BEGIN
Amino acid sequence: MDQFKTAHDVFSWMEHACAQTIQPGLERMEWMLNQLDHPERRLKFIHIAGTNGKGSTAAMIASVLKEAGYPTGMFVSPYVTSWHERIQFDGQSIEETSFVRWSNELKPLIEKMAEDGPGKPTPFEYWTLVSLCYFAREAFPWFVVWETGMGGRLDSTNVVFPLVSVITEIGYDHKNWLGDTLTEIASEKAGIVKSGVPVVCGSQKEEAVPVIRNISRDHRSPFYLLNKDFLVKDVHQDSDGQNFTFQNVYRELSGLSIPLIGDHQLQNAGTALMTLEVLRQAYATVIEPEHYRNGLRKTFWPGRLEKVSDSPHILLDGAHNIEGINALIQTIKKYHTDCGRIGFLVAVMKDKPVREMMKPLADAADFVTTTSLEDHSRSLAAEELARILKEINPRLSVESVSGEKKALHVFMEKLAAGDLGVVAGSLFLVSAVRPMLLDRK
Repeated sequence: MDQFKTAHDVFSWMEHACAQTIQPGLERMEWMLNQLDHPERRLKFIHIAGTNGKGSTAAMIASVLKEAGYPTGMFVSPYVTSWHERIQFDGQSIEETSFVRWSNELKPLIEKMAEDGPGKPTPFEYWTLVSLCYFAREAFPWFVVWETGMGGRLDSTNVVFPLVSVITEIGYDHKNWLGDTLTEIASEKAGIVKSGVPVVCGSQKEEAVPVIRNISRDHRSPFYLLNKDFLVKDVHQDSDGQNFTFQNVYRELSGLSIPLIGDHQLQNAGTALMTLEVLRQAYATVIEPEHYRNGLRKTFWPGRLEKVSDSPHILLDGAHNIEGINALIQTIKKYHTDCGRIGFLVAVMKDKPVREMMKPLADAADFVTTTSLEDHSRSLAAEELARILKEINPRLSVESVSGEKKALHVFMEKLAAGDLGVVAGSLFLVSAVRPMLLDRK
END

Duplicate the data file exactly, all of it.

Amino acid sequence: MDQFKTAHDVFSWMEHACAQTIQPGLERMEWMLNQLDHPERRLKFIHIAGTNGKGSTAAMIASVLKEAGYPTGMFVSPYVTSWHERIQFDGQSIEETSFVRWSNELKPLIEKMAEDGPGKPTPFEYWTLVSLCYFAREAFPWFVVWETGMGGRLDSTNVVFPLVSVITEIGYDHKNWLGDTLTEIASEKAGIVKSGVPVVCGSQKEEAVPVIRNISRDHRSPFYLLNKDFLVKDVHQDSDGQNFTFQNVYRELSGLSIPLIGDHQLQNAGTALMTLEVLRQAYATVIEPEHYRNGLRKTFWPGRLEKVSDSPHILLDGAHNIEGINALIQTIKKYHTDCGRIGFLVAVMKDKPVREMMKPLADAADFVTTTSLEDHSRSLAAEELARILKEINPRLSVESVSGEKKALHVFMEKLAAGDLGVVAGSLFLVSAVRPMLLDRK
Repeated sequence: MDQFKTAHDVFSWMEHACAQTIQPGLERMEWMLNQLDHPERRLKFIHIAGTNGKGSTAAMIASVLKEAGYPTGMFVSPYVTSWHERIQFDGQSIEETSFVRWSNELKPLIEKMAEDGPGKPTPFEYWTLVSLCYFAREAFPWFVVWETGMGGRLDSTNVVFPLVSVITEIGYDHKNWLGDTLTEIASEKAGIVKSGVPVVCGSQKEEAVPVIRNISRDHRSPFYLLNKDFLVKDVHQDSDGQNFTFQNVYRELSGLSIPLIGDHQLQNAGTALMTLEVLRQAYATVIEPEHYRNGLRKTFWPGRLEKVSDSPHILLDGAHNIEGINALIQTIKKYHTDCGRIGFLVAVMKDKPVREMMKPLADAADFVTTTSLEDHSRSLAAEELARILKEINPRLSVESVSGEKKALHVFMEKLAAGDLGVVAGSLFLVSAVRPMLLDRK